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Urology And Genito Urinary Medicine Notes

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This is an extract of our Urology And Genito Urinary Medicine document, which we sell as part of our Medicine and Surgery Pack Notes collection written by the top tier of Peninsula Medical School students.

The following is a more accessble plain text extract of the PDF sample above, taken from our Medicine and Surgery Pack Notes. Due to the challenges of extracting text from PDFs, it will have odd formatting:

UROLOGY AND GENTIO-URINARY MEDICINE Contents: Urology

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Renal calculi

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Testicular torsion Genito-urinary medicine

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Candidiasis

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Chlamydia

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Genital warts

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Gonorrhoea

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Syphilis

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Trichomoniasis

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UROLOGY RENAL CALCULI Summary Points

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Renal calculi are stones in the urinary tract formed from urine, salt and most commonly calcium oxalate

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Patients present with sudden and severe abdominal pain associated with nausea, vomiting and dysuria

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Confirm with urinalysis and kidney-urine-bladder X-ray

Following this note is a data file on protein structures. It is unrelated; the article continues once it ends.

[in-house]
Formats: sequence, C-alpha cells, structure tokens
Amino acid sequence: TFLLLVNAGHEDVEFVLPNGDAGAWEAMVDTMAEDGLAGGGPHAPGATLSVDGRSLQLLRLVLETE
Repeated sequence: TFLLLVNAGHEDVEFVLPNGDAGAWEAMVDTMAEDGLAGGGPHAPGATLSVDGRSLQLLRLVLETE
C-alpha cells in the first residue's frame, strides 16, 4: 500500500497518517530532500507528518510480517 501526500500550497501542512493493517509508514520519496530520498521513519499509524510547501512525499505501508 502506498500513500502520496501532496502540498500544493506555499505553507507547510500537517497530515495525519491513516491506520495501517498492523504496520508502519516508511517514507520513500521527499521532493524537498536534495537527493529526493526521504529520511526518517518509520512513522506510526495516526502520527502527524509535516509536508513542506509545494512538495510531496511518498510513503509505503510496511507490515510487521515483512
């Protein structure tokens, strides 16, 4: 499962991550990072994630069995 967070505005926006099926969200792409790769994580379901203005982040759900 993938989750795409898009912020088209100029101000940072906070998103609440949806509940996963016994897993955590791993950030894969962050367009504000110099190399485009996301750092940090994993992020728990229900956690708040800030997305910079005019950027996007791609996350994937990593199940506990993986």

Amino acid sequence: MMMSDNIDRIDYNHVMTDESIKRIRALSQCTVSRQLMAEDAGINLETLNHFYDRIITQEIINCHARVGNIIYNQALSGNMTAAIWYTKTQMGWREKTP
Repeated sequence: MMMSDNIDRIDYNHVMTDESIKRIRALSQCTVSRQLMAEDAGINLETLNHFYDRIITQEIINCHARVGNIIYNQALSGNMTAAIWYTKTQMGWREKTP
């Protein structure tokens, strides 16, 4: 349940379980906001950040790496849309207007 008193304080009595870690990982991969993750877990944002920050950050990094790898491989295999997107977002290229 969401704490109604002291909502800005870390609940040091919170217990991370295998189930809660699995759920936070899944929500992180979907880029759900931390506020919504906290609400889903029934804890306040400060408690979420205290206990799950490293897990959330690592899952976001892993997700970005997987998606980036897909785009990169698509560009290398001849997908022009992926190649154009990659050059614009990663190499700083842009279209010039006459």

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Management is largely conservative with analgesia, fluids and watchful waiting Aetiology and Pathophysiology Urinary tract stones, also known as renal calculi (nephrolithiasis) are made when urine is supersaturated with salt and other mineral products e.g. calcium oxalate 75%, struvite (magnesium ammonium phosphate) 10%, uric acid 5% and cystine 1%. Their size can vary greatly.

There is a proposed mechanism whereby nanobacteria form a calcium phosphate shell, which may be involved in the first steps of stone formation. Associated risk factors with this problem by either excess of normal constituents, impaired drainage or presence of abnormal constituents. Schistosomiasis is a known association in developing countries. Epidemiology and Associated Risk Factors They are common with a lifetime incidence of 15%. Peak age is 20-40 yrs. Associated risk factors:

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Male (3:1)

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Family history

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Anatomical problems e.g. horseshoe kidney, strictures

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Hypertension

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Gout

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Hyperparathyroidism

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Immobilisation

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Dehydration

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Metabolic disorders - metabolic acidosis, hypercalciuria, hyperuricosuria, citrate deficiency in urine

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Drugs - thiazide diuretics

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Hot climates

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Higher socioeconomic groups Presentation Sudden and severe abdominal pain (renal or ureteric colic), commonly starting at the costovertebral angle, gradually moving to the groin as the stone passes through the ureter. A passing stone is often more painful than a static one. Unlike biliary and intestinal colic, renal colic is a constant pain. Patients can't sit still. Classically associated with nausea, vomiting and rigors. There may be co-existing infection, so patients can be pyrexial and feel generally unwell, tired and malaised. Urinary symptoms - dysuria, haematuria, retention, proteinuria Patients can be asymptomatic. (Beware the drug addict that fakes renal colic for opiates!) Assessment
- O/E - On observation, patient is constantly moving (differentiates from peritonitis)
- Ix - Urine -

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Urinalysis for blood, protein, pH

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